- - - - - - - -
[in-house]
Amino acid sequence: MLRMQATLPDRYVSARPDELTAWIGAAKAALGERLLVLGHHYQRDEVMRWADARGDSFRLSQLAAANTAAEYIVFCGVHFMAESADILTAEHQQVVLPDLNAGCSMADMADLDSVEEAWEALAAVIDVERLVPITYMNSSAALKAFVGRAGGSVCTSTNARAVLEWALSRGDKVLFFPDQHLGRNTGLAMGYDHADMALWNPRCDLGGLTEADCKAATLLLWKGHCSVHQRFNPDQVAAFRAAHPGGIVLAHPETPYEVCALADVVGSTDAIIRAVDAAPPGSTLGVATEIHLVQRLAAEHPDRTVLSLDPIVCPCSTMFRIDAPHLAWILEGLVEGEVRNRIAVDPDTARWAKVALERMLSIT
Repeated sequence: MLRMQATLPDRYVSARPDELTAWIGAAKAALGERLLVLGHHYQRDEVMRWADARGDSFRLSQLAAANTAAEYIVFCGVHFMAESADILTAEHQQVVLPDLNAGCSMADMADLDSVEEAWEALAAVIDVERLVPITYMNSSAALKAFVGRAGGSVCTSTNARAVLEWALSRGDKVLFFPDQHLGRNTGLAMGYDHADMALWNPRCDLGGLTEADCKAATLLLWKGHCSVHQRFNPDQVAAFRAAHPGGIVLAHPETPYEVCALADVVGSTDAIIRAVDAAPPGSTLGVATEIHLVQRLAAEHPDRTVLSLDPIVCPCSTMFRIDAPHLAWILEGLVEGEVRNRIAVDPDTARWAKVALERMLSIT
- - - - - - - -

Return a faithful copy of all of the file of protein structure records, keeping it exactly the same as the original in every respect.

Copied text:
[in-house]
Amino acid sequence: MLRMQATLPDRYVSARPDELTAWIGAAKAALGERLLVLGHHYQRDEVMRWADARGDSFRLSQLAAANTAAEYIVFCGVHFMAESADILTAEHQQVVLPDLNAGCSMADMADLDSVEEAWEALAAVIDVERLVPITYMNSSAALKAFVGRAGGSVCTSTNARAVLEWALSRGDKVLFFPDQHLGRNTGLAMGYDHADMALWNPRCDLGGLTEADCKAATLLLWKGHCSVHQRFNPDQVAAFRAAHPGGIVLAHPETPYEVCALADVVGSTDAIIRAVDAAPPGSTLGVATEIHLVQRLAAEHPDRTVLSLDPIVCPCSTMFRIDAPHLAWILEGLVEGEVRNRIAVDPDTARWAKVALERMLSIT
Repeated sequence: MLRMQATLPDRYVSARPDELTAWIGAAKAALGERLLVLGHHYQRDEVMRWADARGDSFRLSQLAAANTAAEYIVFCGVHFMAESADILTAEHQQVVLPDLNAGCSMADMADLDSVEEAWEALAAVIDVERLVPITYMNSSAALKAFVGRAGGSVCTSTNARAVLEWALSRGDKVLFFPDQHLGRNTGLAMGYDHADMALWNPRCDLGGLTEADCKAATLLLWKGHCSVHQRFNPDQVAAFRAAHPGGIVLAHPETPYEVCALADVVGSTDAIIRAVDAAPPGSTLGVATEIHLVQRLAAEHPDRTVLSLDPIVCPCSTMFRIDAPHLAWILEGLVEGEVRNRIAVDPDTARWAKVALERMLSIT